Blocking Regulation on Genetic Engineering
Despite withdrawing in November a proposed USDA rule for agriculture products derived from new genetic engineering techniques, the Trump administration has not begun new rulemaking. Instead, the USDA continues to deregulate such products as mushrooms and apples engineered to not turn brown after being cut. In July, IATP anticipated that under the guidance of USDA deregulation chief Rebeckah Adcock, a former pesticide industry lobbyist, the Trump administration would support biotech industry demands to not regulate. IATP and others had proposed to regulate the GE cropping systems based on public and peer-reviewed studies, rather than those based on confidential industry studies and data.
In October, IATP reported on how Trump deregulatory practices and industry demands were translated into U.S. proposals to trade agricultural biotechnology products under a revised North American Free Trade Agreement. IATP also outlined the Trump administration’s response to the dicamba herbicide’s damage of more than 3.6 million acres of crops (as of October 15, 2017), due to dicamba’s high chemical volatility, which harms crops not genetically engineered to resist dicamba. One farmer said that the need to buy dicamba-resistant seeds or risk losing the crop was “tantamount to extortion.”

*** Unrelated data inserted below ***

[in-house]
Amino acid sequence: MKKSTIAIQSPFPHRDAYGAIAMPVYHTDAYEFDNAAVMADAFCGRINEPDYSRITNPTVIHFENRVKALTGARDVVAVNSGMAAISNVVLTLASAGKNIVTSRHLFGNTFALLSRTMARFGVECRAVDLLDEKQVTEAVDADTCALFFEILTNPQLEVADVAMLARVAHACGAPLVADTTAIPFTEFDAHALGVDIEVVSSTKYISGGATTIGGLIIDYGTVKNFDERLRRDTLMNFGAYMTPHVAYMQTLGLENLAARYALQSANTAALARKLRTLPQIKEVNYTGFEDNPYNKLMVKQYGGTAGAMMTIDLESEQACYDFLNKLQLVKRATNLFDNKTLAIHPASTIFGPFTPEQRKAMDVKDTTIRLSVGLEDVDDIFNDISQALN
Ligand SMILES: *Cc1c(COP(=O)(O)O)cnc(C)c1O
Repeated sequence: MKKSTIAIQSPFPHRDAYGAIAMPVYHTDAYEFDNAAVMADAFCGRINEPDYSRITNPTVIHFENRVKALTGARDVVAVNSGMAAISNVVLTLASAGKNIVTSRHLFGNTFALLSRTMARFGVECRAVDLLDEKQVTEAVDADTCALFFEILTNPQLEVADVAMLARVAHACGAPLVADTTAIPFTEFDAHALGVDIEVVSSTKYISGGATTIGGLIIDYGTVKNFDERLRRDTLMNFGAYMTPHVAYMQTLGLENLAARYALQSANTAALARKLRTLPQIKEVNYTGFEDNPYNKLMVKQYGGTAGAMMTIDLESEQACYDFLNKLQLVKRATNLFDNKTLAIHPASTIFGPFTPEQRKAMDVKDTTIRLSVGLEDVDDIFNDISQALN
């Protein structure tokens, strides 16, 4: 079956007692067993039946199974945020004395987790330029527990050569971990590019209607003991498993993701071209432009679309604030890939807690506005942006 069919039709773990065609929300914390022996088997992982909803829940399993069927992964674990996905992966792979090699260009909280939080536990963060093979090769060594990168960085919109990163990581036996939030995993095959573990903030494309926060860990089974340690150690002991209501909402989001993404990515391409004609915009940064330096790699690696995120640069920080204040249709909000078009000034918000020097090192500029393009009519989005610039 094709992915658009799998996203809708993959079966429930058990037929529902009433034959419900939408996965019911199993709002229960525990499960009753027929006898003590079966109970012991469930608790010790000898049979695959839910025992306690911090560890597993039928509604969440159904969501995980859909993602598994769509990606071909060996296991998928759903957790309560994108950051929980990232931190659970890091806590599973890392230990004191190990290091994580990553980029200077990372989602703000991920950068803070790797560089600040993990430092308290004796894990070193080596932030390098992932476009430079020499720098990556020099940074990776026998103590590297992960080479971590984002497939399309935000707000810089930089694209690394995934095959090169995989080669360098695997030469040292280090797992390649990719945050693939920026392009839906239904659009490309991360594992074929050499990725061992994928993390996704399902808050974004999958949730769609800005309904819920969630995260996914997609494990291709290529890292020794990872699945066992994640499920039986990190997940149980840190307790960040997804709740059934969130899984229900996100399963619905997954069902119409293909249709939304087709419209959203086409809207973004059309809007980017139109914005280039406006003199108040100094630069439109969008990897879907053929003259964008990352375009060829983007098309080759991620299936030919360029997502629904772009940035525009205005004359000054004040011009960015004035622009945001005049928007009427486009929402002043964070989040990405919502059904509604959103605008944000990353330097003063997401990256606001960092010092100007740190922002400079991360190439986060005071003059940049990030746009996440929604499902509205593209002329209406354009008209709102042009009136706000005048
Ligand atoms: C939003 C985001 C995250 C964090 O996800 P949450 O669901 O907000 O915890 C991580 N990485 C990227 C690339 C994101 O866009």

Monsanto, one of three dicamba manufacturers, blamed the damage on farmer error in applying dicamba. Farmers said that the dicamba labeling instructions were impossible to follow. Monsanto forbid independent testing of dicamba, and the EPA did not require such testing. Instead in November, the Trump administration agreed with the manufacturers on voluntary dicamba labeling guidelines, allowing manufacturers to continue to market their product with no regulatory constraints